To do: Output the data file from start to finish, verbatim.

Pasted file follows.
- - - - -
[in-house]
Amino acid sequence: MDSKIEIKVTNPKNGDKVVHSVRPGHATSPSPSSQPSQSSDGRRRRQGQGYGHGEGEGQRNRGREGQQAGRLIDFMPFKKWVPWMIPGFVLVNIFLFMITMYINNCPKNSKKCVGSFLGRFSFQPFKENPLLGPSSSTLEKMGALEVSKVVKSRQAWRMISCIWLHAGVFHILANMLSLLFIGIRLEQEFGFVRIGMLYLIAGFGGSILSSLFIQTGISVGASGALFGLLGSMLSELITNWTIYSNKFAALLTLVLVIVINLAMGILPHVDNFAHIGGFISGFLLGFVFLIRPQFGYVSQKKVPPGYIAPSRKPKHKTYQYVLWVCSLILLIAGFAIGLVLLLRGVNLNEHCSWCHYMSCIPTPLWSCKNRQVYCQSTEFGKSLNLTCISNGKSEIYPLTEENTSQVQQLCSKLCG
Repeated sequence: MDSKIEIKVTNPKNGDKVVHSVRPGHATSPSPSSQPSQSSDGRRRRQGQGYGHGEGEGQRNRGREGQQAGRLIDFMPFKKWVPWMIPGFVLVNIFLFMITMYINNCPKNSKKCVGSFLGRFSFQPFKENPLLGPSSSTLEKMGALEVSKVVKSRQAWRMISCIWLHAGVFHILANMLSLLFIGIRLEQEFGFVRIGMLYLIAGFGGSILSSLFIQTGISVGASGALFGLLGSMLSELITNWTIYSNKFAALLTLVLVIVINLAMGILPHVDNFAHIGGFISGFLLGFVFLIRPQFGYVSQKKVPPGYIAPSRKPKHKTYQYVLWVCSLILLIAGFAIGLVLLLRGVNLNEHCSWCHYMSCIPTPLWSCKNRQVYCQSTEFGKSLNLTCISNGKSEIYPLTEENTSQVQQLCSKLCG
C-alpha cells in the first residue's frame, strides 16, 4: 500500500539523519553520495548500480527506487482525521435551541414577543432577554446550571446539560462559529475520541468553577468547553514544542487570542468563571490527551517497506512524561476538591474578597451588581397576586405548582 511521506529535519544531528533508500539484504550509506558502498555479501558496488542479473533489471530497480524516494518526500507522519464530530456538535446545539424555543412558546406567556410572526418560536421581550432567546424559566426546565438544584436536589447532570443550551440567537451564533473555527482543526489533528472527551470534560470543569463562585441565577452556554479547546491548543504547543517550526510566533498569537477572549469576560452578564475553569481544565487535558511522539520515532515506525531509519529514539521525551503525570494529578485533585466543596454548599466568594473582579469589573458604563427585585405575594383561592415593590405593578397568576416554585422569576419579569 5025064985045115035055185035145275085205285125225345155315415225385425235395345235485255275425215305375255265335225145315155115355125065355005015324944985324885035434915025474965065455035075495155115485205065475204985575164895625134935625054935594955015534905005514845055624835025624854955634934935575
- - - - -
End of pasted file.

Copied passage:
[in-house]
Amino acid sequence: MDSKIEIKVTNPKNGDKVVHSVRPGHATSPSPSSQPSQSSDGRRRRQGQGYGHGEGEGQRNRGREGQQAGRLIDFMPFKKWVPWMIPGFVLVNIFLFMITMYINNCPKNSKKCVGSFLGRFSFQPFKENPLLGPSSSTLEKMGALEVSKVVKSRQAWRMISCIWLHAGVFHILANMLSLLFIGIRLEQEFGFVRIGMLYLIAGFGGSILSSLFIQTGISVGASGALFGLLGSMLSELITNWTIYSNKFAALLTLVLVIVINLAMGILPHVDNFAHIGGFISGFLLGFVFLIRPQFGYVSQKKVPPGYIAPSRKPKHKTYQYVLWVCSLILLIAGFAIGLVLLLRGVNLNEHCSWCHYMSCIPTPLWSCKNRQVYCQSTEFGKSLNLTCISNGKSEIYPLTEENTSQVQQLCSKLCG
Repeated sequence: MDSKIEIKVTNPKNGDKVVHSVRPGHATSPSPSSQPSQSSDGRRRRQGQGYGHGEGEGQRNRGREGQQAGRLIDFMPFKKWVPWMIPGFVLVNIFLFMITMYINNCPKNSKKCVGSFLGRFSFQPFKENPLLGPSSSTLEKMGALEVSKVVKSRQAWRMISCIWLHAGVFHILANMLSLLFIGIRLEQEFGFVRIGMLYLIAGFGGSILSSLFIQTGISVGASGALFGLLGSMLSELITNWTIYSNKFAALLTLVLVIVINLAMGILPHVDNFAHIGGFISGFLLGFVFLIRPQFGYVSQKKVPPGYIAPSRKPKHKTYQYVLWVCSLILLIAGFAIGLVLLLRGVNLNEHCSWCHYMSCIPTPLWSCKNRQVYCQSTEFGKSLNLTCISNGKSEIYPLTEENTSQVQQLCSKLCG
C-alpha cells in the first residue's frame, strides 16, 4: 500500500539523519553520495548500480527506487482525521435551541414577543432577554446550571446539560462559529475520541468553577468547553514544542487570542468563571490527551517497506512524561476538591474578597451588581397576586405548582 511521506529535519544531528533508500539484504550509506558502498555479501558496488542479473533489471530497480524516494518526500507522519464530530456538535446545539424555543412558546406567556410572526418560536421581550432567546424559566426546565438544584436536589447532570443550551440567537451564533473555527482543526489533528472527551470534560470543569463562585441565577452556554479547546491548543504547543517550526510566533498569537477572549469576560452578564475553569481544565487535558511522539520515532515506525531509519529514539521525551503525570494529578485533585466543596454548599466568594473582579469589573458604563427585585405575594383561592415593590405593578397568576416554585422569576419579569 5025064985045115035055185035145275085205285125225345155315415225385425235395345235485255275425215305375255265335225145315155115355125065355005015324944985324885035434915025474965065455035075495155115485205065475204985575164895625134935625054935594955015534905005514845055624835025624854955634934935575